By Lee Barnathan, California Business Journal
When he started consulting, Garrett Mehrguth had a simple dream: “Have a business that didn’t fail.”
His dreams have grown. Now, it’s “to run the largest global B2B search agency in the world.”
This 27-year-old wunderkind has seen his firm, Irvine-based Directive, grow by 300 percent per year for four straight years.
Mehrguth does it by doing things differently within the SEO world: doing in-house PPC and SEO, charging a fixed rate versus a percentage, maintaining a low employee-to-account ratio — and hiring women.
“One of the reasons we’ve been successful is we just kept trying to be the best at the same things,” he says. “Instead of getting distracted and wanting to launch automation or design or development or x, y or z, we stay focused on what we do best.”
Mehrguth always was an entrepreneur, turning his love of soccer into a private-training gig while still in high school. He hustled, obtaining his undergraduate economics degree at Azusa Pacific University in three years and his MBA in his fourth – all while starring on the soccer team.
He wanted to consult but had no idea of what industry he wanted to focus on once knee injuries ended his athletic dreams. In 2013, he applied to the three largest strategy-consulting firms, Bain & Company in Chicago, Boston Consulting Group and McKinsey & Company in New York City.
“I couldn’t find my university through the online application process, so I had to put ‘other,’ and I got an auto response in real time saying we don’t have any internship opportunities,” he says. “And in my head, I said, ‘Forget these guys. I’ll build an agency so big that one day they would have to acquire me.’”
Still unsure of his direction but certain that “I was good and I was going to make something happen,” Mehrguth hustled around Southern California in his 1976 Peugeot and found a Mediterranean restaurant that needed social-media assistance.
“Everybody I was talking to figured I knew the internet. I didn’t know anything about the internet,” he says. “I was always playing soccer. My dad was blue-collar, my business partner was blue-collar, and so I figured I should learn the internet, so I read everything I could on the topic.”
After a month of establishing the restaurant’s Yelp! and Facebook presences, handing out fliers and redesigning menus, Mehrguth went to get paid but was told to come back the next day. When he did, the place was boarded up.
He then discovered fiverr.com, which allows freelancers to offer services starting at $5. He created a social-media calendar, and through his ‘get-after-it’ approach, contacts and networking he made $1,000 a month.
“And then some guy at a hookah shop asked me if I could rank his website,” Mehrguth says. He had never done it before, yet in three months, it was No. 1 on Google.
He realized he had found his post-soccer career.
He told his college roommate, Tanner Shaffer, not to go to law school so they could build something big together. Hence, Directive was born.
Shaffer’s father ran a small plumbing business. After Directive worked with it, it was ranked atop Google. “His phone was ringing off the hook,” Mehrguth says.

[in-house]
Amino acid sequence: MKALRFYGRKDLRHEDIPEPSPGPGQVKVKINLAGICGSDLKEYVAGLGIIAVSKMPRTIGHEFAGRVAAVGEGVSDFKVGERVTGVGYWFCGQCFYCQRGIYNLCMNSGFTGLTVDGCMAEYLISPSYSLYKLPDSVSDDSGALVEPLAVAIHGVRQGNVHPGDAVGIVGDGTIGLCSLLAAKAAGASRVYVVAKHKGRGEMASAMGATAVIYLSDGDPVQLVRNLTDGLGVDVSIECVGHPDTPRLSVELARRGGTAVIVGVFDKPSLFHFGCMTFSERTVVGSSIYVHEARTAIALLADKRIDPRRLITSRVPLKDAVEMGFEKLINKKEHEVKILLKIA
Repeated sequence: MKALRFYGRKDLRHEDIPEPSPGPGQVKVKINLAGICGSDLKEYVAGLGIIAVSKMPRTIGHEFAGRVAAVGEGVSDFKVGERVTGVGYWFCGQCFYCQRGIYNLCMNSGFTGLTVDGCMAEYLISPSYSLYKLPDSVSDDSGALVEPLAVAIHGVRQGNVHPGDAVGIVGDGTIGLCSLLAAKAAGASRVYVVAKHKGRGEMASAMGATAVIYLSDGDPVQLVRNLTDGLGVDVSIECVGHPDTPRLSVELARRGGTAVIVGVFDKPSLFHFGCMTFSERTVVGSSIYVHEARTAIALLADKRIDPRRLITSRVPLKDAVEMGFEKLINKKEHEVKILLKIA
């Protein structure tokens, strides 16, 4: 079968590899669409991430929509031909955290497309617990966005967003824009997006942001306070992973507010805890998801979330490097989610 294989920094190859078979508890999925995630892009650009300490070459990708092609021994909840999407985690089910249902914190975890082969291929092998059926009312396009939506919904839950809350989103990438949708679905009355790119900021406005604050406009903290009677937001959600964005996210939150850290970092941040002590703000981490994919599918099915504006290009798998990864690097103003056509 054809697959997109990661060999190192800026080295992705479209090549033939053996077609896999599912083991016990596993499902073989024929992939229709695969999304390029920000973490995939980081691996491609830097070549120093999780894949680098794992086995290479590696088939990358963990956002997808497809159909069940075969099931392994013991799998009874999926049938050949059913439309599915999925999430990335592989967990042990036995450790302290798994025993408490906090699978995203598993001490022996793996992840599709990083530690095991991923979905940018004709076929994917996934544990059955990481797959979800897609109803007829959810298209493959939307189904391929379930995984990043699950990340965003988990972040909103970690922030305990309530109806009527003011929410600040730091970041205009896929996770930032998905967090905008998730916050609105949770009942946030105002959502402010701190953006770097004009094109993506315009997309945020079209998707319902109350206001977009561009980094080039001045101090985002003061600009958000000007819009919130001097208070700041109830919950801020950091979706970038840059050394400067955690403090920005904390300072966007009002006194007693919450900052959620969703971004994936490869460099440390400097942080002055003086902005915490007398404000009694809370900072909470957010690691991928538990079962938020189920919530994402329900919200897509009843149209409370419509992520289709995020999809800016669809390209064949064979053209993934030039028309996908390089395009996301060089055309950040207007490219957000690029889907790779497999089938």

They kept driving forward. Mehrguth saw that SEO clients wanted pay-per-click advertising, content marketing, and conversion rate optimization, so he hired another friend, Brady Cramm, to run the PPC division and another to run CRO. Now, he has a full management team of himself, Shaffer, the COO, and six department directors who oversee everything.
“I get to point the ship and help people, worry about our growth, vision and our employees,” Mehrguth says.
That includes eating their own dog food – Mehrguth’s way of saying he delivers on his claims – after all, Directive is on page one of Google when searching “B2B search agency” and “SEO agency.”
“There’s all these SEO firms, these PPC firms, but they don’t run any of their own PPC ads and they don’t do their own SEO. They don’t think it’s valuable to their business, yet they simultaneously want you to pay them $20,000 to do it for you. That to me is craziness,” he says. “We’re better than anyone at what we do, and they’re all supposed to be the best at it, right? That’s why you’re paying them. So, if they’re so good, why aren’t they ranking No. 1?”
Directive also doesn’t charge the typical 15 percent of a company’s ad budget, instead opting for a flat rate determined by the time the project would take. The company also doesn’t allow an employee to work on more than seven accounts at once.
Another issue Mehrguth cares about is hiring women. The SEO software firm Moz reported in 2015 that there is a gender gap in online marketing. Mehrguth addresses this not just by hiring more women (13 of 41 team members pictured on the Directive website are female), but by showing applicants that the digital media jobs they’re applying for are parallel to the PR jobs they already do.
“All we’re doing is hiring PR people to help do our SEO and our link building,” he says. “That’s a lot easier way to bring women into the organization.”
The results speak for themselves: a 200-percent increase in online leads, 245 percent more marketing qualified leads and a 147-percent reduction in cost per lead. Directive now has offices in Irvine, Los Angeles, and Europe.=
What started as a dream has become reality. Now, “when our ideal customers and enterprise organizations with large marketing teams and aggressive goals are looking for an agency and they find us, they immediately go, ‘Oh my gosh, finally, this is what we’re looking for.’”
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